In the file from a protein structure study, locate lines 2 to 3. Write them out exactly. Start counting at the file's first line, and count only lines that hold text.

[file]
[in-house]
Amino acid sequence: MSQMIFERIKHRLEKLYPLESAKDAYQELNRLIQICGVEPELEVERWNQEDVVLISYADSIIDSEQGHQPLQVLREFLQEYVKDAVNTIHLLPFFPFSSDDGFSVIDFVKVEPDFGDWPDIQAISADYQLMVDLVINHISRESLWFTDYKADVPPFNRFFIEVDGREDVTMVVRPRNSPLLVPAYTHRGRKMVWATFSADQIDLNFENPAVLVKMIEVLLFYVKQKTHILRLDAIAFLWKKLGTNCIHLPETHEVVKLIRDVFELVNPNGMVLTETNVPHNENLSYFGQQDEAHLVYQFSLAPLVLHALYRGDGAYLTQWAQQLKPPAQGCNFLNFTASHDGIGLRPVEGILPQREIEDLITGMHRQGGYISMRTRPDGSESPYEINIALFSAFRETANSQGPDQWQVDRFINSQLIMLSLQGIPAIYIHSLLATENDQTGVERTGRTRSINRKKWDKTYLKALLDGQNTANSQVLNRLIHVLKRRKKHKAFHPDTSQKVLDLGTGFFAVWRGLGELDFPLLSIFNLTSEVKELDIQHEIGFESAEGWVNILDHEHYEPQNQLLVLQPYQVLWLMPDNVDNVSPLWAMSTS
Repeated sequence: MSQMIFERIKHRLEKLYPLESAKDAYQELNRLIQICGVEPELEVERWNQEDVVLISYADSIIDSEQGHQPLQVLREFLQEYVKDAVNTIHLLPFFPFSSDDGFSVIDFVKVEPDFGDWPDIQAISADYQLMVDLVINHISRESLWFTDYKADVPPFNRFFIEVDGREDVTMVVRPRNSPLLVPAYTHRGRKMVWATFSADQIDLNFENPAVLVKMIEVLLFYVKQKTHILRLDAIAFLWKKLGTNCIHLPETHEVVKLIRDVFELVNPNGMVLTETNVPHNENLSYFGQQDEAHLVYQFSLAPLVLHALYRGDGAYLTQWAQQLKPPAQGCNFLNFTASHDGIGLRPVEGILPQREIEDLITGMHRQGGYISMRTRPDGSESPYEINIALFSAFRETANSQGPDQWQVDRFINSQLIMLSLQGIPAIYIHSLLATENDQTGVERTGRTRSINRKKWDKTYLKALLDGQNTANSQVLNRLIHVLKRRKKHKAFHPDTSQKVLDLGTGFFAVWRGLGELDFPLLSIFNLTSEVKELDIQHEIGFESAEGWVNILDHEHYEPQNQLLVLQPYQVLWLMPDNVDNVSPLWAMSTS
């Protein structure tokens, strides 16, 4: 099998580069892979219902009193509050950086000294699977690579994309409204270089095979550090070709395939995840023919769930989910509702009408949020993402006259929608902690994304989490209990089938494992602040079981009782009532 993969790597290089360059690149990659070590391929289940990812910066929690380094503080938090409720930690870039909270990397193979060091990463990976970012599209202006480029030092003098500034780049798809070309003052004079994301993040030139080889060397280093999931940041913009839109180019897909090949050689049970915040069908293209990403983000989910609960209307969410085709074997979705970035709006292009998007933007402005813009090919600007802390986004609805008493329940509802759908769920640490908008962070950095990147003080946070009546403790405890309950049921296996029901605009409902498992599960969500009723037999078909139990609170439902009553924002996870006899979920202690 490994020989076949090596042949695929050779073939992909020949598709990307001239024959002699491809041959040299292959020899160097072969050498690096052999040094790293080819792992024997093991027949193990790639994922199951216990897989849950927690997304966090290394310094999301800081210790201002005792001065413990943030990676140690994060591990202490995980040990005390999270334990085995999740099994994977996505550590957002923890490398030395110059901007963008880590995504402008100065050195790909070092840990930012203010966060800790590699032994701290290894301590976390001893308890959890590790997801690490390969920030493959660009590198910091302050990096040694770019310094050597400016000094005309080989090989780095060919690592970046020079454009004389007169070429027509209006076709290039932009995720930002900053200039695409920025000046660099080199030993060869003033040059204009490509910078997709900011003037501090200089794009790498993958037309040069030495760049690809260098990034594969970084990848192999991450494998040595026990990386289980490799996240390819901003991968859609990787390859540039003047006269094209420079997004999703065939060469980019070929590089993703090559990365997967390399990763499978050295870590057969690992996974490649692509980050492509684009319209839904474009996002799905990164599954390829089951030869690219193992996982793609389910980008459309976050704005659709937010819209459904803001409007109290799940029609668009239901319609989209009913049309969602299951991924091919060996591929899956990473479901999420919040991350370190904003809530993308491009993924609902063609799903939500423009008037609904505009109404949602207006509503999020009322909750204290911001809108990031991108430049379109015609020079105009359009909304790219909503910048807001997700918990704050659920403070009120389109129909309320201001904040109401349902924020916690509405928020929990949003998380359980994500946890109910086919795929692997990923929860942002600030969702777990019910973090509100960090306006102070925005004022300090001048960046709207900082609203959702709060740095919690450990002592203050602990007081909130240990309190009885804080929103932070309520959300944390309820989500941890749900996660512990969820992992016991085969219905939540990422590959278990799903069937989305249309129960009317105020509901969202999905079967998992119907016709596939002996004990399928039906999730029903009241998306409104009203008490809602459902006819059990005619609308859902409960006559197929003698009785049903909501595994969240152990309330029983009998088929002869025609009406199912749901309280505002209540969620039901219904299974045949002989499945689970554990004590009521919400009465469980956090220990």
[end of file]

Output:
Amino acid sequence: MSQMIFERIKHRLEKLYPLESAKDAYQELNRLIQICGVEPELEVERWNQEDVVLISYADSIIDSEQGHQPLQVLREFLQEYVKDAVNTIHLLPFFPFSSDDGFSVIDFVKVEPDFGDWPDIQAISADYQLMVDLVINHISRESLWFTDYKADVPPFNRFFIEVDGREDVTMVVRPRNSPLLVPAYTHRGRKMVWATFSADQIDLNFENPAVLVKMIEVLLFYVKQKTHILRLDAIAFLWKKLGTNCIHLPETHEVVKLIRDVFELVNPNGMVLTETNVPHNENLSYFGQQDEAHLVYQFSLAPLVLHALYRGDGAYLTQWAQQLKPPAQGCNFLNFTASHDGIGLRPVEGILPQREIEDLITGMHRQGGYISMRTRPDGSESPYEINIALFSAFRETANSQGPDQWQVDRFINSQLIMLSLQGIPAIYIHSLLATENDQTGVERTGRTRSINRKKWDKTYLKALLDGQNTANSQVLNRLIHVLKRRKKHKAFHPDTSQKVLDLGTGFFAVWRGLGELDFPLLSIFNLTSEVKELDIQHEIGFESAEGWVNILDHEHYEPQNQLLVLQPYQVLWLMPDNVDNVSPLWAMSTS
Repeated sequence: MSQMIFERIKHRLEKLYPLESAKDAYQELNRLIQICGVEPELEVERWNQEDVVLISYADSIIDSEQGHQPLQVLREFLQEYVKDAVNTIHLLPFFPFSSDDGFSVIDFVKVEPDFGDWPDIQAISADYQLMVDLVINHISRESLWFTDYKADVPPFNRFFIEVDGREDVTMVVRPRNSPLLVPAYTHRGRKMVWATFSADQIDLNFENPAVLVKMIEVLLFYVKQKTHILRLDAIAFLWKKLGTNCIHLPETHEVVKLIRDVFELVNPNGMVLTETNVPHNENLSYFGQQDEAHLVYQFSLAPLVLHALYRGDGAYLTQWAQQLKPPAQGCNFLNFTASHDGIGLRPVEGILPQREIEDLITGMHRQGGYISMRTRPDGSESPYEINIALFSAFRETANSQGPDQWQVDRFINSQLIMLSLQGIPAIYIHSLLATENDQTGVERTGRTRSINRKKWDKTYLKALLDGQNTANSQVLNRLIHVLKRRKKHKAFHPDTSQKVLDLGTGFFAVWRGLGELDFPLLSIFNLTSEVKELDIQHEIGFESAEGWVNILDHEHYEPQNQLLVLQPYQVLWLMPDNVDNVSPLWAMSTS